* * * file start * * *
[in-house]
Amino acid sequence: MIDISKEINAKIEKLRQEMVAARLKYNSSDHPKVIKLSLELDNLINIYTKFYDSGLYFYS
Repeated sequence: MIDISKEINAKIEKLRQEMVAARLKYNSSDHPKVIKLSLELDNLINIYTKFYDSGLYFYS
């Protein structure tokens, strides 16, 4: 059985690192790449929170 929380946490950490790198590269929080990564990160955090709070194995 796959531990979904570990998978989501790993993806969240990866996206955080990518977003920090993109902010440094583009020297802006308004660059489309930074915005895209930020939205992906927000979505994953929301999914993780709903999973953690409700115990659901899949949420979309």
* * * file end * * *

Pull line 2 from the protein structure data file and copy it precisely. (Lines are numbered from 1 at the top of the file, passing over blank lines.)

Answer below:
Amino acid sequence: MIDISKEINAKIEKLRQEMVAARLKYNSSDHPKVIKLSLELDNLINIYTKFYDSGLYFYS